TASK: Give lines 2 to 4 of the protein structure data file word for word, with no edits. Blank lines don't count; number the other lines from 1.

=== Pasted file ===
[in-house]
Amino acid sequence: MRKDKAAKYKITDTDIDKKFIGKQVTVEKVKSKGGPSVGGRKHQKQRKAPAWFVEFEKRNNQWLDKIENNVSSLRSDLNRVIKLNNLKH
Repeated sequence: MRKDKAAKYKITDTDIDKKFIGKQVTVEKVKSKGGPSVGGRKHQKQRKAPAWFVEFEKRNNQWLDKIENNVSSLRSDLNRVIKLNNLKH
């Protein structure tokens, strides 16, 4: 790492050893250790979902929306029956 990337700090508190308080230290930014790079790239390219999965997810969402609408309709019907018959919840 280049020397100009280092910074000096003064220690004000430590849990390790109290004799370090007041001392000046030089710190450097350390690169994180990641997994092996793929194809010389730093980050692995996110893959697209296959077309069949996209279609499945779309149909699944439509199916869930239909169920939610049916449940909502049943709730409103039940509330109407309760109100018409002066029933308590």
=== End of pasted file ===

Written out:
Amino acid sequence: MRKDKAAKYKITDTDIDKKFIGKQVTVEKVKSKGGPSVGGRKHQKQRKAPAWFVEFEKRNNQWLDKIENNVSSLRSDLNRVIKLNNLKH
Repeated sequence: MRKDKAAKYKITDTDIDKKFIGKQVTVEKVKSKGGPSVGGRKHQKQRKAPAWFVEFEKRNNQWLDKIENNVSSLRSDLNRVIKLNNLKH
């Protein structure tokens, strides 16, 4: 790492050893250790979902929306029956 990337700090508190308080230290930014790079790239390219999965997810969402609408309709019907018959919840 280049020397100009280092910074000096003064220690004000430590849990390790109290004799370090007041001392000046030089710190450097350390690169994180990641997994092996793929194809010389730093980050692995996110893959697209296959077309069949996209279609499945779309149909699944439509199916869930239909169920939610049916449940909502049943709730409103039940509330109407309760109100018409002066029933308590």